For centuries, First Nation communities have struggled to move out of the oppressive social position, yet have great difficulty with changing their social status because of the dismissive treatment from the rest of Canadians. La Rocque explains that: Aboriginal social issues are not fully understood or accepted into the mainstream categories because: “in Canada, their [Native] words were literally and politically negated” (Perreault & Vance, 1991, p. i). Literature has significant political power and illustrates Canada’s power structure that continues to devalue Native literature and linguistics. Literature transcends every discipline and social system that affects how Canada’s cultural identity is crystallized.
However, I have found some postmodern theories that begin the process of being inclusive and challenges the social stereotypes found in literature. For example, Feminist theories such as Elaine Showalter’s “feminist Critique” focus on women readers and writers. Although Showalter does not address cultural issues, the focus of her theory is directed to a group that has been oppressed by the dominant male culture. As Showalter explains the “feminist critique” is “like other kinds of critique it is historically grounded inquiry probes the ideological assumption of literary phenomena” (Showalter, 1992, 382). The primary objective in feminist theories is to expose the negative images and stereotypes that depict women as inferior and maintains men’s superior position. For the female author, the feminist critique examines the women author’s creativity and potential role in literature as well as the rest of Canada’s social systems.
In addition, Barnett, Gilbert, and Cain (2004) discuss some postcolonial literary critiques that challenge standards and assumptions, which also shape literature and society.
Works written by women are seen by some feminist critics as embodying
the experiences of the minority culture – or groups marginalized by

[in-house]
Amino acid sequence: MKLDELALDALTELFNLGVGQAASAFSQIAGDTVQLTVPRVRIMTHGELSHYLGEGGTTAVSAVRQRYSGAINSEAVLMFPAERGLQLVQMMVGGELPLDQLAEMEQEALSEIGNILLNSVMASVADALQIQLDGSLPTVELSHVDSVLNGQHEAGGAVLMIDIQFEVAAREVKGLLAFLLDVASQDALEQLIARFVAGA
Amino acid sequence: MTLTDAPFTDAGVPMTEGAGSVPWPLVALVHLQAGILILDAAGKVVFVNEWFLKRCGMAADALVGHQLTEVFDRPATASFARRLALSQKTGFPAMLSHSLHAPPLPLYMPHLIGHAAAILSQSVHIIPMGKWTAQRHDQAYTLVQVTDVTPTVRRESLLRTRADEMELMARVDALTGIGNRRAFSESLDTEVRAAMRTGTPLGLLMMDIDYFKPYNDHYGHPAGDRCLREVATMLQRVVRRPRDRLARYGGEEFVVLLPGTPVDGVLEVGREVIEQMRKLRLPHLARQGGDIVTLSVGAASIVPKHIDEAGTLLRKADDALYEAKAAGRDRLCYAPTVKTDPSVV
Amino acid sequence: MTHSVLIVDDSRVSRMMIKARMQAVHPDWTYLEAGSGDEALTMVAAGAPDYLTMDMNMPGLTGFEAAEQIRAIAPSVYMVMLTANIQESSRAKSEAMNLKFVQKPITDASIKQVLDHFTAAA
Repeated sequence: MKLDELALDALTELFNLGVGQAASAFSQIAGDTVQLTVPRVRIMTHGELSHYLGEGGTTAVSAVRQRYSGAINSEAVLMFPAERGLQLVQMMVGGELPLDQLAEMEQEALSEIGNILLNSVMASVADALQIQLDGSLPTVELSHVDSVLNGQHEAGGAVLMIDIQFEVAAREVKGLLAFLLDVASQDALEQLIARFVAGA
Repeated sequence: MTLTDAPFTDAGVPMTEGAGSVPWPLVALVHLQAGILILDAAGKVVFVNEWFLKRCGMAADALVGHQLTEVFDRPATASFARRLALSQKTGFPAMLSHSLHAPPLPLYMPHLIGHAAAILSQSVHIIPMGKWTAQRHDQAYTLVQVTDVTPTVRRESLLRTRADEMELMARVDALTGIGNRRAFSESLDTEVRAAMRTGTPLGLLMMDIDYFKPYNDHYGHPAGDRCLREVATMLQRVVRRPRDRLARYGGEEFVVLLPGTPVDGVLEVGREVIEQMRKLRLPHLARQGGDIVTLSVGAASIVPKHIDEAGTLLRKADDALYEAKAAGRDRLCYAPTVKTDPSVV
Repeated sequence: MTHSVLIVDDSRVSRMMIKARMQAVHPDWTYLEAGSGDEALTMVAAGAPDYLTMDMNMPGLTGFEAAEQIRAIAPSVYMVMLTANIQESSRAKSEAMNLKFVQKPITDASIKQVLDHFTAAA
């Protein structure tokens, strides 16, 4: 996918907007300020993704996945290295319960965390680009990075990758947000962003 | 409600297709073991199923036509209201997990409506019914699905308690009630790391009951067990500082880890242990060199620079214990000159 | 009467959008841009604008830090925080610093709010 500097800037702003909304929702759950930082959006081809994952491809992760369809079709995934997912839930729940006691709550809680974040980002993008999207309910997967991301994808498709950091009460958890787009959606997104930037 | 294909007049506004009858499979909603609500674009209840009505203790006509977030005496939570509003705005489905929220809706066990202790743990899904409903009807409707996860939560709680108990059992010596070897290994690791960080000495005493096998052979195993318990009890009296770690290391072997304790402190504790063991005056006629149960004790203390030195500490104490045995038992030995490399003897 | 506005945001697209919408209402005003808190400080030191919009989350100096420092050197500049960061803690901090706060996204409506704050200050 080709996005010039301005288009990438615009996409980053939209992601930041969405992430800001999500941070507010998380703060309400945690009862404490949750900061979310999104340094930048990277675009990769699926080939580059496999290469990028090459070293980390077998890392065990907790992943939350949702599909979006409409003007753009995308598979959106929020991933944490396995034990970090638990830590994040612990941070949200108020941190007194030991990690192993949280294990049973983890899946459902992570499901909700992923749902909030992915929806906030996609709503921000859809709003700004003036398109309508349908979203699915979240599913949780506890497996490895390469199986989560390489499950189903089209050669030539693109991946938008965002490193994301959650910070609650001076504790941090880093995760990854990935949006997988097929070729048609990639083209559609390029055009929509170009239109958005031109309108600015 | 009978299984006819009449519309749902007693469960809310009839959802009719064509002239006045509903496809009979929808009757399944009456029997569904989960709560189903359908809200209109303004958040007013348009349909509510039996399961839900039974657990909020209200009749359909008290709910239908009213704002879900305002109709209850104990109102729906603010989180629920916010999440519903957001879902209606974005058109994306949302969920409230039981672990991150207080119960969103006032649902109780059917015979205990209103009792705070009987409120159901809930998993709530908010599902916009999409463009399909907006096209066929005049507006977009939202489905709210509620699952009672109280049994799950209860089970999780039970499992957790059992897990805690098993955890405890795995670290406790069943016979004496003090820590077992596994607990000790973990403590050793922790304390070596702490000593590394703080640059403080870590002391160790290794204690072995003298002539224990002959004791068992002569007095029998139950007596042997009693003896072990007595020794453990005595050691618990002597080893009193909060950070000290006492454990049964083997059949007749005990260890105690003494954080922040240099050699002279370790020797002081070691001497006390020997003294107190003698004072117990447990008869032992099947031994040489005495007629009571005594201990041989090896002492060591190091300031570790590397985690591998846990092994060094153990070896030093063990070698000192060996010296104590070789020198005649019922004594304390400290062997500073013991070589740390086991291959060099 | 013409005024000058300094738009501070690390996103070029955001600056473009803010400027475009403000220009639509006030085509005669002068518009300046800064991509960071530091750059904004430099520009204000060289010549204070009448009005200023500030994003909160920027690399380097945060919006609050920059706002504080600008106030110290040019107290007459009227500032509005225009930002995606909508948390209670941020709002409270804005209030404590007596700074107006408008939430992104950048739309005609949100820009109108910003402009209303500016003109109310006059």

the dominant male culture. … Today FEMINIST CRITICISM influences every other
kind of criticism and has fundamentally altered the way we look at ourselves and
therefore our art (Barnett, Gilbert, & Cain, 2004, 115-16).
Literature is one of our socially approved art forms that cross social and cultural barriers. Aboriginal writers are demanding to be a part of the literary discipline and social networks on their own terms.
Universities and Publishing Companies Shirking Responsibility
Social institutions such as Universities are in a powerful position to invoke change in the literary discipline and eventually change the social structure to become more inclusive. The reality is that our education system has promoted Aboriginal voicelessness. If universities actively examine Native literature, a process of change might ensue, which would include challenging mainstream stereotypes. Perreault and Vance (1991) argue that our education system has promoted the voicelessness of the Aboriginal people “due to the unconscionable failure of the Canadian education system to impart to Native youth basic reading and writing skills” (vixi). Universities and other social institutions need to, as King, Calver, and Hoy (1985) suggest break down “the traditional assumption of the Natives found in literature and illustrate how the Natives have influenced the white culture” (13). Universities have the political power to address the invisibility status that Aboriginal people have had to contend with throughout Canada’s history.